The science fair experience is part process, part product. Some would argue that the process is more important than the product—that it is in the hands-on experimentation, engineering, and trial and error that the most valuable learning takes place. But both are valuable components of the overall learning experience, and both matter during final judging.
At the end of the day, the display board is the ultimate product. It tells the story of the student’s investigation or invention and is their one chance to sell it to the world (well, at least to teachers and judges). It chronicles their hard work, documents real data, and breaks down complex scientific concepts into basics that anyone who visits their display at the fair can understand. It is something for students to be proud of and keep forever.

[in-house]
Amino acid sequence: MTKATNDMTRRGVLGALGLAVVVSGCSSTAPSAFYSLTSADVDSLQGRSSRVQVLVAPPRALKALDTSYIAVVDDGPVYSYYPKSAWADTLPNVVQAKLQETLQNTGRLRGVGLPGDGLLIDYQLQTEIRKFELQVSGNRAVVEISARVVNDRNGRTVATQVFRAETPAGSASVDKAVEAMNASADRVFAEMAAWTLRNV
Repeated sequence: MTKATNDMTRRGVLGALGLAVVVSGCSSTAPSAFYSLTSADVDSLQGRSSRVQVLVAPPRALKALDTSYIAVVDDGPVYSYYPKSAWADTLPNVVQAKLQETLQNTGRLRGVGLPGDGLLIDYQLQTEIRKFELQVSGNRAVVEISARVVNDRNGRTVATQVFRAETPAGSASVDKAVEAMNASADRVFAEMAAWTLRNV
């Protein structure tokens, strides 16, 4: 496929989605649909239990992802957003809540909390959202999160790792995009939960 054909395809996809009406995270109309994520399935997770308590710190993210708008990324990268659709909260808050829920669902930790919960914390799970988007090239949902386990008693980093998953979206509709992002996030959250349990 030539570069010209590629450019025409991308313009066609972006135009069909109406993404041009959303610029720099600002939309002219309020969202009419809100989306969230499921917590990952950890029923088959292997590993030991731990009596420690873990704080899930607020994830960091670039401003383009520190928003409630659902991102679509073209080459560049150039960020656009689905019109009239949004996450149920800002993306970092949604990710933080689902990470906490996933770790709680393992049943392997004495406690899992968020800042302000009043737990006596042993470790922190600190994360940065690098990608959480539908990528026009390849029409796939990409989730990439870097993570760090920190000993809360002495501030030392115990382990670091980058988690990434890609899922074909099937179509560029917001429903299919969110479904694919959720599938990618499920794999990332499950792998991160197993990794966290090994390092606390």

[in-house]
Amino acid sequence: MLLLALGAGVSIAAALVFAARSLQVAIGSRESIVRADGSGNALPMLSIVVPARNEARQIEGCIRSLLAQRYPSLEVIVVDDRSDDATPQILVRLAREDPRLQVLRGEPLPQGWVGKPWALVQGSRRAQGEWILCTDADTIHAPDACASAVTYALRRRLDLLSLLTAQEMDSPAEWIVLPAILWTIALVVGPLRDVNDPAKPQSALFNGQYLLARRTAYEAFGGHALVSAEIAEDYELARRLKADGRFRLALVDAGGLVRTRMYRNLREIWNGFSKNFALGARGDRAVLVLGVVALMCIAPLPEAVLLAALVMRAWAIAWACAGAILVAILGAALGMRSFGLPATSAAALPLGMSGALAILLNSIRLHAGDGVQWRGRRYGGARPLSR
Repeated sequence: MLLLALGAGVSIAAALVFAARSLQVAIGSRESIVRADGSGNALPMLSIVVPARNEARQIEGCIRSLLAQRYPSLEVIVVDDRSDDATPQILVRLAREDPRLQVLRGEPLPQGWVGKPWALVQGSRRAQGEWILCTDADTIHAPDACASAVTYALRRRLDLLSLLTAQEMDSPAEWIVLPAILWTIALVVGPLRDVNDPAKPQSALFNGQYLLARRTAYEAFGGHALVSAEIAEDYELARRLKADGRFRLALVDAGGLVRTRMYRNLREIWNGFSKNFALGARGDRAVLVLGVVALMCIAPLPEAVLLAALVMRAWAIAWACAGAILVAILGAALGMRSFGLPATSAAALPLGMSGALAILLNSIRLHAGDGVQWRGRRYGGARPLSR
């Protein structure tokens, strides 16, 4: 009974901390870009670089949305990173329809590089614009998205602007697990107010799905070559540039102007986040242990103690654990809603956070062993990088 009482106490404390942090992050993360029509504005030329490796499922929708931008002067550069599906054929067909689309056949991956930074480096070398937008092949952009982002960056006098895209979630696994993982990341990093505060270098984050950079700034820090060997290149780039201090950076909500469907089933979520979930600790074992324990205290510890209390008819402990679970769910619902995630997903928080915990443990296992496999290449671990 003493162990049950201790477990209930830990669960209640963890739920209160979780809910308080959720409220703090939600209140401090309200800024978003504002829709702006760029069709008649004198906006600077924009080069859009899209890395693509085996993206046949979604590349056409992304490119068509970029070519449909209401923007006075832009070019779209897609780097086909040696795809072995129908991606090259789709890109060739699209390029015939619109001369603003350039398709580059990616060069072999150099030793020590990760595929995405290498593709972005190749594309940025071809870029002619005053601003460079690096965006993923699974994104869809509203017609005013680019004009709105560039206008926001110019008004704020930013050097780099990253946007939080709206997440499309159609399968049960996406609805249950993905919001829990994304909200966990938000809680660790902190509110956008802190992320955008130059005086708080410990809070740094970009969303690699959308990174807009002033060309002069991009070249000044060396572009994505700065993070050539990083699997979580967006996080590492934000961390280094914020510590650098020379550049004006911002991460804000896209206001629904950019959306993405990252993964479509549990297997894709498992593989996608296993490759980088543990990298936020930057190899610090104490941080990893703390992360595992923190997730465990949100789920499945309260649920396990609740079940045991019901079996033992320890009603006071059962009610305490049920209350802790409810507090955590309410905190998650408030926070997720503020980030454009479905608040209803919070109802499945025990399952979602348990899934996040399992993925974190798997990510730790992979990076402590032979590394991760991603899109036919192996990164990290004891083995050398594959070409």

Although the presentation comes at the end of the 6-week timeline, it should not be an afterthought. Students should keep it in mind as they document key steps along the way—with photographs, sketches and handwritten notes. That way, when it comes time to post things on their display board, they’ll have more than enough to choose from. The value of the presentation should not be underestimated. After weeks of hard work, it all comes down to a few minutes—that’s how long a student has to captivate each group of visitors at their booth. And remember this: The display is the first and only thing the judges see. First impressions matter!